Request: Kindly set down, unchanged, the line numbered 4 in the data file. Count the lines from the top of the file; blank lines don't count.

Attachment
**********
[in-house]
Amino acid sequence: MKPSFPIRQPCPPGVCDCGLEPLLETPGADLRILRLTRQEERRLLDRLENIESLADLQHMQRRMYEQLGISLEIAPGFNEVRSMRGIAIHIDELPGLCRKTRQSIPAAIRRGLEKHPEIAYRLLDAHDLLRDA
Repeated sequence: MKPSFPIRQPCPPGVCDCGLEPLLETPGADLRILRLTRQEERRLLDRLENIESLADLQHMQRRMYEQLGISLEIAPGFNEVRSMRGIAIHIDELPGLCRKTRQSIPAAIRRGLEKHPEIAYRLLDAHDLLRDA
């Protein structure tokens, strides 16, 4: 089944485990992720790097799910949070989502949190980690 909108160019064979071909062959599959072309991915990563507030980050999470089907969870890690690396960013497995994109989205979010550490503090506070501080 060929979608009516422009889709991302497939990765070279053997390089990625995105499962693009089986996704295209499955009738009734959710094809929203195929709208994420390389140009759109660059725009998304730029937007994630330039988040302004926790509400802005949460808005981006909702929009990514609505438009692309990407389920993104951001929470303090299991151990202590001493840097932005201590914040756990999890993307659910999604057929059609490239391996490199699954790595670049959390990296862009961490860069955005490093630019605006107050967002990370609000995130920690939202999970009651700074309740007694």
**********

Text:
């Protein structure tokens, strides 16, 4: 089944485990992720790097799910949070989502949190980690 909108160019064979071909062959599959072309991915990563507030980050999470089907969870890690690396960013497995994109989205979010550490503090506070501080 060929979608009516422009889709991302497939990765070279053997390089990625995105499962693009089986996704295209499955009738009734959710094809929203195929709208994420390389140009759109660059725009998304730029937007994630330039988040302004926790509400802005949460808005981006909702929009990514609505438009692309990407389920993104951001929470303090299991151990202590001493840097932005201590914040756990999890993307659910999604057929059609490239391996490199699954790595670049959390990296862009961490860069955005490093630019605006107050967002990370609000995130920690939202999970009651700074309740007694």